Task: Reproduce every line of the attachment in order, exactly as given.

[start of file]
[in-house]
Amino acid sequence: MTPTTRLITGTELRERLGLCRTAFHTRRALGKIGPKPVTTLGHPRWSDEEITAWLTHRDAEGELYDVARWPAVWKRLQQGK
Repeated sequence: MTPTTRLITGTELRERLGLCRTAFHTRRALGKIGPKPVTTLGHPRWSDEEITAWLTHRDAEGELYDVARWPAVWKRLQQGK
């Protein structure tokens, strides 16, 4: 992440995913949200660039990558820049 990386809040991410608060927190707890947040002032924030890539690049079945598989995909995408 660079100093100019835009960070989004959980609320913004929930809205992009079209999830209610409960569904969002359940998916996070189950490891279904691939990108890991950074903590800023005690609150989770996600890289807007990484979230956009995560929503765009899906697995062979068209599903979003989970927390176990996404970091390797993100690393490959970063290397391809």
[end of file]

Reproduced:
[in-house]
Amino acid sequence: MTPTTRLITGTELRERLGLCRTAFHTRRALGKIGPKPVTTLGHPRWSDEEITAWLTHRDAEGELYDVARWPAVWKRLQQGK
Repeated sequence: MTPTTRLITGTELRERLGLCRTAFHTRRALGKIGPKPVTTLGHPRWSDEEITAWLTHRDAEGELYDVARWPAVWKRLQQGK
């Protein structure tokens, strides 16, 4: 992440995913949200660039990558820049 990386809040991410608060927190707890947040002032924030890539690049079945598989995909995408 660079100093100019835009960070989004959980609320913004929930809205992009079209999830209610409960569904969002359940998916996070189950490891279904691939990108890991950074903590800023005690609150989770996600890289807007990484979230956009995560929503765009899906697995062979068209599903979003989970927390176990996404970091390797993100690393490959970063290397391809």